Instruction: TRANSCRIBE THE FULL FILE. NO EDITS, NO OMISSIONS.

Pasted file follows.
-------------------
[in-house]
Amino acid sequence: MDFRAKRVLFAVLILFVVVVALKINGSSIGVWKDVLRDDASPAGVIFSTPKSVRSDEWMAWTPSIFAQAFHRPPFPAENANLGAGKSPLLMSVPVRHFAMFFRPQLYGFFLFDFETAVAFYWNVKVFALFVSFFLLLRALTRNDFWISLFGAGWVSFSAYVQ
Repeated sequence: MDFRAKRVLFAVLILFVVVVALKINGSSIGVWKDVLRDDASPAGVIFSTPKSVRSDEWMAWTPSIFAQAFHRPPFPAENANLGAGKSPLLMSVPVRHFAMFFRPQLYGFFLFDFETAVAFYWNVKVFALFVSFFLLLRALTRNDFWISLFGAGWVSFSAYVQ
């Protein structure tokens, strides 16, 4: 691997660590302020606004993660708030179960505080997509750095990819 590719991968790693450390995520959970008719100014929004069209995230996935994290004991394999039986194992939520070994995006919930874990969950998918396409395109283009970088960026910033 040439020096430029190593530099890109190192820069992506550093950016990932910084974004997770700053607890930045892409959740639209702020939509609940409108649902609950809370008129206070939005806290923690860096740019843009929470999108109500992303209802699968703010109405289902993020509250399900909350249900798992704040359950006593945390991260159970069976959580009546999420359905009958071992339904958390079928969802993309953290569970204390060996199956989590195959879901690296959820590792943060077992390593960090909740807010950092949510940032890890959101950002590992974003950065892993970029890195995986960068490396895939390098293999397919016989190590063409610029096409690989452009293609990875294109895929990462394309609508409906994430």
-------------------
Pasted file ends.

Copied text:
[in-house]
Amino acid sequence: MDFRAKRVLFAVLILFVVVVALKINGSSIGVWKDVLRDDASPAGVIFSTPKSVRSDEWMAWTPSIFAQAFHRPPFPAENANLGAGKSPLLMSVPVRHFAMFFRPQLYGFFLFDFETAVAFYWNVKVFALFVSFFLLLRALTRNDFWISLFGAGWVSFSAYVQ
Repeated sequence: MDFRAKRVLFAVLILFVVVVALKINGSSIGVWKDVLRDDASPAGVIFSTPKSVRSDEWMAWTPSIFAQAFHRPPFPAENANLGAGKSPLLMSVPVRHFAMFFRPQLYGFFLFDFETAVAFYWNVKVFALFVSFFLLLRALTRNDFWISLFGAGWVSFSAYVQ
């Protein structure tokens, strides 16, 4: 691997660590302020606004993660708030179960505080997509750095990819 590719991968790693450390995520959970008719100014929004069209995230996935994290004991394999039986194992939520070994995006919930874990969950998918396409395109283009970088960026910033 040439020096430029190593530099890109190192820069992506550093950016990932910084974004997770700053607890930045892409959740639209702020939509609940409108649902609950809370008129206070939005806290923690860096740019843009929470999108109500992303209802699968703010109405289902993020509250399900909350249900798992704040359950006593945390991260159970069976959580009546999420359905009958071992339904958390079928969802993309953290569970204390060996199956989590195959879901690296959820590792943060077992390593960090909740807010950092949510940032890890959101950002590992974003950065892993970029890195995986960068490396895939390098293999397919016989190590063409610029096409690989452009293609990875294109895929990462394309609508409906994430």